The sun lowered over the sheer granite faces. Zoning out, the Pink Floyd songs meshed together. Slowly, I realized that I wasn’t the only one on top of the mountain listening to my playlist. Sometimes you can sense it. Turning around, I saw a man in his late forties sitting a hundred feet behind me watching the sunset. He sat calmly and without the anxiousness of a most tourists on a weekend trip. He had been traveling for a while and was very familiar with spending time by himself. He didn’t fidget or fire away blindly with a digital camera. Instead, he sat with watching the sunset over Yosemite Valley as if he does this every evening.
“He must be the van dweller…” I thought to myself.
For a moment, I felt like breaching the silence and starting a conversation. For a song or two, I debated in my head. A certain type of person is drawn to traveling by themselves and that type of person, although often lonely, values solitude.
I kept to myself.
Back in the parking lot, I fired up the Syncro and blasted on the heat. The late October evening was chilly, and according to a Park Ranger, Tioga Pass would soon be closed for the season. Backing out of the space, I rolled down the parking lot towards the exit. The lone man from the hill was just getting back to his yellow Vanagon. Rolling past, I waved in approval and respect.
He nodded in return with a smile.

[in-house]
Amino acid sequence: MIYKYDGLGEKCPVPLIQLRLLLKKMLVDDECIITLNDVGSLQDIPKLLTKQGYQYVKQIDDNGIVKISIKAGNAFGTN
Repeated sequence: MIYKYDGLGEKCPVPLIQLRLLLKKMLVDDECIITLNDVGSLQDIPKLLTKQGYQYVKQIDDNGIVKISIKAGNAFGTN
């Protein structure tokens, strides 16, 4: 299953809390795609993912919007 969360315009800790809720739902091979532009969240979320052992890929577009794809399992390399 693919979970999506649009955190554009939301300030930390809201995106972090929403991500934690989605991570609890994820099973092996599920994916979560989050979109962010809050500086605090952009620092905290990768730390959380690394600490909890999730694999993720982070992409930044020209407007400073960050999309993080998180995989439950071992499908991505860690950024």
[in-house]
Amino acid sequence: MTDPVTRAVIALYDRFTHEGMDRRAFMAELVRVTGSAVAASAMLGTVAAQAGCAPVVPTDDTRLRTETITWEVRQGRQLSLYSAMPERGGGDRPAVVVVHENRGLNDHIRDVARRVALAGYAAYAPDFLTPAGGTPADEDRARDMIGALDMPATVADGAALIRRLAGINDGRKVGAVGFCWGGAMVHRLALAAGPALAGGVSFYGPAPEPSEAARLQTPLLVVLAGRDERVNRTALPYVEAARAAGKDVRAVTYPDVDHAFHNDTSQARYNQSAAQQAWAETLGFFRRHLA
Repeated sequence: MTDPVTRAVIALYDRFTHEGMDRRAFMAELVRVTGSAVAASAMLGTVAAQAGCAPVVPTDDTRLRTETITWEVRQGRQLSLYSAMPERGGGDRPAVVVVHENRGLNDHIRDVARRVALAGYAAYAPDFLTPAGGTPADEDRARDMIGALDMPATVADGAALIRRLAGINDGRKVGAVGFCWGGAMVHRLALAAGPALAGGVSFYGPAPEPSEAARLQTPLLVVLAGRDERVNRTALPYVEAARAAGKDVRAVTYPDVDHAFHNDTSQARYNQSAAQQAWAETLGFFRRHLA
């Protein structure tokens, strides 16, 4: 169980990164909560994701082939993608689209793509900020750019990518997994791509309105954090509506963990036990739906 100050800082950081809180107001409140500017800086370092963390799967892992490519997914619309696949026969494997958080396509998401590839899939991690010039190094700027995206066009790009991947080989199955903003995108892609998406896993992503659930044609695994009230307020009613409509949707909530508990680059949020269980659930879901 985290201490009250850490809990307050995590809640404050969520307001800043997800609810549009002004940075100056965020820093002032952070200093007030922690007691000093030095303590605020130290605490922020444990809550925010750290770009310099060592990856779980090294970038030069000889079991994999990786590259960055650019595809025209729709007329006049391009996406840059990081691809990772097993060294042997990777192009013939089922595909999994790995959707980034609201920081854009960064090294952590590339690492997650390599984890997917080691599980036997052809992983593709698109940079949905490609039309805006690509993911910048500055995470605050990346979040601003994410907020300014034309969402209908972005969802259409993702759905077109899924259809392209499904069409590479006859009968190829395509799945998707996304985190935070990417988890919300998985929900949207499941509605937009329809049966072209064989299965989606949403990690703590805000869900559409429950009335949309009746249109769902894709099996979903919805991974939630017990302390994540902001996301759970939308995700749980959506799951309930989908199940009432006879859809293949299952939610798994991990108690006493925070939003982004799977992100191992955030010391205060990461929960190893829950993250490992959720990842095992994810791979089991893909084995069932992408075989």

Here are some more links,
November 14, 2012
Closed for the Season
The campground looked empty from the road. Rolling past the welcome sign, I cranked down my dirty window and stuck my head out, scanning for a dollar sign. $15 per night. I let off the clutch and continued on the dirt road. Avoiding the chilly breeze, I rolled up the window.
“Might as well be free,” I chuckled to myself. The afternoon sun was dropping quickly and the north side of the adjacent hills was already clocked in shade. Driving around the perimeter of the campground, I looked for familiar sights.
Sixteen years before, my family rented an RV and explored the eastern Sierra for a month in early fall. Although somewhat hazy, the trip stands out as a highlight of my childhood. Motivated by a sense of restlessness brought about by lack of surf and nostalgia, I cut out from the coast the week before and headed up 395 towards the Tioga Pass area.
Basing my plans on a few calls with my parents, I bounced around the Tioga Pass area for a week in late October. During the week, I headed over towards Yosemite, and as as the crowds picked up, I retreated back towards the Mono Lake area. In passing and without cause, some of the sights touched on memories from my first trip.
Boarded up for the winter.
Those dots in the middle of the wall are two groups of climbers bivvying for the night.
Home is where you park it! I also run a site called Vanlife.
Sunset at 9000 feet.
Looking back through Tioga Pass.
Half Dome, in Yosemite Valley.
I wonder if they will keep the sign in the spring?
Custom Camper on a 1967 Dodge PowerWagon. This baby has 600k miles on it, and has run over a cow.
These mountains are now covered in snow.
Wish you were here.
Looking east towards through Tioga Pass.
Traveling alone affords you the time and flexibility to linger in some areas and pass through others. The Tioga Pass region is one I advise lingering in, especially in the off season. My weeks spent there 16 years ago and last month are highlights of different eras of my life. Somethings don’t change.
Here are some more links,
Out Of Reception (Tumblr),
A Restless Transplant (Facebook).